Friday, November 2, 2007

Bombs Away

SAN FRANCISCO — The combination of a business trip and a visit to our college student daughter brought us to New York last weekend. I spent parts of Sunday getting ready for my business meeting, with the Giants-Dolphins snoozer in , and then parts of the Jets game on in the background. This reminded me how thankful I am for my satellite dish, since I would otherwise spend my time at home watching 49ers and Raiders games. The New York and Bay Area markets are, without doubt, the worst places to watch NFL games on broadcast TV, because of the two home teams monopolizing the airwaves.

While we could watch the Monday night Packer game anywhere, including our hotel room, we decided to look for a Packer bar in or near Greenwich Village, so that our daughter, with her crazy schedule, could watch at least part of the game with us. At some point, I remembered that Scott Crevier's web site actually has a list of Packer bars on it, so I checked it out there:

http://www.southendzone.com/bars/ [note: no longer available as of October, 2009]

Sure enough, this led us to the Kettle of Fish bar, on Christopher Street in the Village, close to the West 4th Street subway stop. I am not being compensated for this plug in any way, but I highly recommend this place. It has two rooms, and (I think) 5 decent-sized TVs. They obviously must have a satellite dish, since they show the Packer game every week, but I am told that even for a Sunday game, EVERY TV shows the Packer game. No ambivalence here - no attempt to please everyone, just all Packers, all the time. If you didn't come to watch the Packers, you are in the wrong place. We arrived about 20 minutes before the game, and the place was already pretty full. Since we were probably the oldest people in the bar, some of the young Packer fans helped to find extra chairs for us so we could sit down during the game. The owner eventually declared the place full and refused to let late-arrivals in, except for our daughter, since I had pre-arranged this with the tough looking door monitor.

When game time arrived, they turned the ESPN audio up loud, although it is still tough to follow what the announcers are saying in a bar full of 200 or so Packer fans. But the special audio feature in this bar is that when the Packers score, they turn off the TV audio, and instead play the song "I Love My Green Bay Packers" as people celebrate. During halftime, they play nothing but Packer music, including the infamous "The Bears Still Suck" song. They don't serve any food, but they have a thick envelope full of delivery menus, so all throughout the game delivery guys are bringing in everything from Chinese food to Pizzas to sandwiches.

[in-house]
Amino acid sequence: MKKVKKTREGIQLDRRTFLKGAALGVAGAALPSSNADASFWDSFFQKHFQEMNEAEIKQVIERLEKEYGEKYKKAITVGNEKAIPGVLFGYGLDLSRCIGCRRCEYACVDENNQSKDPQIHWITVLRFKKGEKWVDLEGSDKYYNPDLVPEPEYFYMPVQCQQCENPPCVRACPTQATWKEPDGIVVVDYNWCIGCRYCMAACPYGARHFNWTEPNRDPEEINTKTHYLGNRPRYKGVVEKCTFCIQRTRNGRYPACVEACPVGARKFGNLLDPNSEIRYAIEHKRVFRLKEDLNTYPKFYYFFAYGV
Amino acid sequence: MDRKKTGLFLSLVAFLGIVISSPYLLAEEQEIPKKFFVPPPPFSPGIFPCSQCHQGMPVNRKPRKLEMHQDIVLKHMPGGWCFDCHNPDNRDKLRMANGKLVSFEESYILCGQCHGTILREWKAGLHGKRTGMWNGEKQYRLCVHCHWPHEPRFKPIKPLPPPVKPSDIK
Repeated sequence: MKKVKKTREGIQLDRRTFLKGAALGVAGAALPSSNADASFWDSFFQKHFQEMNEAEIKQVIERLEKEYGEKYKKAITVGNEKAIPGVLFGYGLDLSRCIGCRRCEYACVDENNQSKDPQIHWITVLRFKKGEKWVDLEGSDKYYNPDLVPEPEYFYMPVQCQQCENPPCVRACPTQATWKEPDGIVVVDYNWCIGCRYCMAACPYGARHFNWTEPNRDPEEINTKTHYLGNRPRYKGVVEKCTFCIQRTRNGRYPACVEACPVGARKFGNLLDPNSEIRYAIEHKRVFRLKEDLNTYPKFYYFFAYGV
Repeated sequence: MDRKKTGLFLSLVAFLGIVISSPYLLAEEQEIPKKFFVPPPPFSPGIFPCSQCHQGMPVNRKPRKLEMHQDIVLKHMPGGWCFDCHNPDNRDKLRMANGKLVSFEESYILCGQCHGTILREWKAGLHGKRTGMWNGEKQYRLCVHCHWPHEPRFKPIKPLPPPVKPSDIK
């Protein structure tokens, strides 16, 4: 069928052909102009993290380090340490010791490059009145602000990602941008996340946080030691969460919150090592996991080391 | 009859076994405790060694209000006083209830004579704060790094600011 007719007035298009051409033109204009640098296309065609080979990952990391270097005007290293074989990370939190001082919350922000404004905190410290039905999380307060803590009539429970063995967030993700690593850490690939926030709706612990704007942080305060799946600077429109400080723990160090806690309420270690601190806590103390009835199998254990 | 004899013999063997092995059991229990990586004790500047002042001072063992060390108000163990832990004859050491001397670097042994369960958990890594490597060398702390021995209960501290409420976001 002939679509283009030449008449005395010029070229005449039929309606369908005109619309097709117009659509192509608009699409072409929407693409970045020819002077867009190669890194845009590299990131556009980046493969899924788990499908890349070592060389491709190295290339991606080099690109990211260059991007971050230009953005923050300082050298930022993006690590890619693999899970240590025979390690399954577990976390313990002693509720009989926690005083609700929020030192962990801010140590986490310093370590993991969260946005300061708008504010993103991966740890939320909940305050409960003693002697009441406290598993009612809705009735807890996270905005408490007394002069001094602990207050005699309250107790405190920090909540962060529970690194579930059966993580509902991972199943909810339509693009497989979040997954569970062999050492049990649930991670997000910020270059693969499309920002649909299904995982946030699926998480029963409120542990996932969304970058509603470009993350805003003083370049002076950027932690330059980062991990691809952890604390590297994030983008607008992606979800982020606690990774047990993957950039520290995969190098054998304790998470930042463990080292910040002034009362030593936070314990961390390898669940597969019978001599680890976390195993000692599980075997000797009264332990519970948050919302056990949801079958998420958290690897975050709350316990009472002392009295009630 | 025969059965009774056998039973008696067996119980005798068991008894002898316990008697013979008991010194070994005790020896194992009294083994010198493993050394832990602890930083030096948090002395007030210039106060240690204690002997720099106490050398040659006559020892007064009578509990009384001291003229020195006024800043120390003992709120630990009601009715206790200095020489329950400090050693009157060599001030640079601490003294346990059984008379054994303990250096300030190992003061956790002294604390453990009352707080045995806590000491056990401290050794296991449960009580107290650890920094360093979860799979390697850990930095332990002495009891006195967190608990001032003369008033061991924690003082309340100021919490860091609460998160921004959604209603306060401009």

Because I had been busy in the week leading up to the game, I had not really followed the extent to which Favre had been criticized in the press for some of his underthrown balls in the Redskins game. Does he still have the arm strength? Has he finally gone over the hill? That sort of thing. I really only became aware of this criticism in listening to Favre's post-game interview Monday night, where he (tongue-in-cheek) thanked the media for challenging him prior to the game. Anyway, a game-tying perfect 79 yard bomb in the first quarter, and then a game-winning picture-perfect 82 yard bomb in overtime seem like pretty good answers to the criticism. I guess the old guy still has a little gas left in the tank. I have never considered accuracy of long passes to be one of Favre's strengths. Lynn Dickey, for all his other weaknesses, was far more accurate with his long balls. But those two passes of Favre's on Monday night could not possibly have been any better. A couple of those a week and this team will win a lot of games.

As you might imagine, the place went completely bonkers when the winning touchdown was scored. Several minutes earlier, the Packers had been one play away from losing the game, but the defense managed to stop Cutler's run and force the tying field goal instead. Still, the Packers had not scored since the first half, the defense was getting tired, and the Broncos had tied the game in fairly dramatic fashion. All the momentum was going the Broncos' way, and all they had to do was get the ball back and continue doing what they were doing. I would have felt pretty good if I were rooting for the Broncos. Then, one play and ten seconds later, the game was over. Back at the Kettle of Fish, people were screaming, hugging and high-fiving. One guy tripped over a chair in his excitement (and inebriation) and people started piling on top of him on the floor. Then, when the Packer music started playing, people (including yours truly) started dancing the polka in the bar. It was great fun, and I would go there again if I am ever in on a Packer game day again.

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The only bad part about the game is the fact that my DVD recorder flaked out on me while I was out of town, and so I don't have a copy of the Denver game. If there is anyone out there who recorded it and is willing to make a copy for me, or better yet let me borrow and return your copy, please contact me at tfreeman98@comcast.net .

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